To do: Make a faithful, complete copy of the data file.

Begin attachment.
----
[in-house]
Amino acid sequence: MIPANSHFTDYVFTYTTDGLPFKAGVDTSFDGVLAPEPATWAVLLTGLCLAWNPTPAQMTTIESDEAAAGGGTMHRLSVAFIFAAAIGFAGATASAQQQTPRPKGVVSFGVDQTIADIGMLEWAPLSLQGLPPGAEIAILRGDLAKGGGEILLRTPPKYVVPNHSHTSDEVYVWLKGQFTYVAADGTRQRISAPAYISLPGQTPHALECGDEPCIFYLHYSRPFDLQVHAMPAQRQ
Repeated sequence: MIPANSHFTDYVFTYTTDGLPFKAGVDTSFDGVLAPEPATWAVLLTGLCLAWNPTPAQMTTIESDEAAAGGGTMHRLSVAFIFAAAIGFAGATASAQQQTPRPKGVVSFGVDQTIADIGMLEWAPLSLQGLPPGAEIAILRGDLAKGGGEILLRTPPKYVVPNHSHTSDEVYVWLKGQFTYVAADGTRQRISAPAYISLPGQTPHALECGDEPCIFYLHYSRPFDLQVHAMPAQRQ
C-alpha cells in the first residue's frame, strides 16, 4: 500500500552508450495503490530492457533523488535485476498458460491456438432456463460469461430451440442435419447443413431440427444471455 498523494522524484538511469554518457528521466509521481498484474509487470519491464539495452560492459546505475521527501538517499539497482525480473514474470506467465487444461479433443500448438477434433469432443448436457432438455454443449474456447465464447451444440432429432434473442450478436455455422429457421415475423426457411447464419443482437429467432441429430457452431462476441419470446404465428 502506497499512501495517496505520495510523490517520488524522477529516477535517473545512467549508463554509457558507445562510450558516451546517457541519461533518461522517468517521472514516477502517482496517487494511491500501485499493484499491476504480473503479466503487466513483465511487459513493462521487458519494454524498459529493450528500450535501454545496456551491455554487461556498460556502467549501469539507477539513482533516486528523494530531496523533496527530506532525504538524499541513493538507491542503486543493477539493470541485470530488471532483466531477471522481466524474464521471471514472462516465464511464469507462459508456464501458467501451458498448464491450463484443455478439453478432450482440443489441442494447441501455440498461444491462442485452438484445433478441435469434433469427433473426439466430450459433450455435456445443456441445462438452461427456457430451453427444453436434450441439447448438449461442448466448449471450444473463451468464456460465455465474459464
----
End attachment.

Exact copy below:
[in-house]
Amino acid sequence: MIPANSHFTDYVFTYTTDGLPFKAGVDTSFDGVLAPEPATWAVLLTGLCLAWNPTPAQMTTIESDEAAAGGGTMHRLSVAFIFAAAIGFAGATASAQQQTPRPKGVVSFGVDQTIADIGMLEWAPLSLQGLPPGAEIAILRGDLAKGGGEILLRTPPKYVVPNHSHTSDEVYVWLKGQFTYVAADGTRQRISAPAYISLPGQTPHALECGDEPCIFYLHYSRPFDLQVHAMPAQRQ
Repeated sequence: MIPANSHFTDYVFTYTTDGLPFKAGVDTSFDGVLAPEPATWAVLLTGLCLAWNPTPAQMTTIESDEAAAGGGTMHRLSVAFIFAAAIGFAGATASAQQQTPRPKGVVSFGVDQTIADIGMLEWAPLSLQGLPPGAEIAILRGDLAKGGGEILLRTPPKYVVPNHSHTSDEVYVWLKGQFTYVAADGTRQRISAPAYISLPGQTPHALECGDEPCIFYLHYSRPFDLQVHAMPAQRQ
C-alpha cells in the first residue's frame, strides 16, 4: 500500500552508450495503490530492457533523488535485476498458460491456438432456463460469461430451440442435419447443413431440427444471455 498523494522524484538511469554518457528521466509521481498484474509487470519491464539495452560492459546505475521527501538517499539497482525480473514474470506467465487444461479433443500448438477434433469432443448436457432438455454443449474456447465464447451444440432429432434473442450478436455455422429457421415475423426457411447464419443482437429467432441429430457452431462476441419470446404465428 502506497499512501495517496505520495510523490517520488524522477529516477535517473545512467549508463554509457558507445562510450558516451546517457541519461533518461522517468517521472514516477502517482496517487494511491500501485499493484499491476504480473503479466503487466513483465511487459513493462521487458519494454524498459529493450528500450535501454545496456551491455554487461556498460556502467549501469539507477539513482533516486528523494530531496523533496527530506532525504538524499541513493538507491542503486543493477539493470541485470530488471532483466531477471522481466524474464521471471514472462516465464511464469507462459508456464501458467501451458498448464491450463484443455478439453478432450482440443489441442494447441501455440498461444491462442485452438484445433478441435469434433469427433473426439466430450459433450455435456445443456441445462438452461427456457430451453427444453436434450441439447448438449461442448466448449471450444473463451468464456460465455465474459464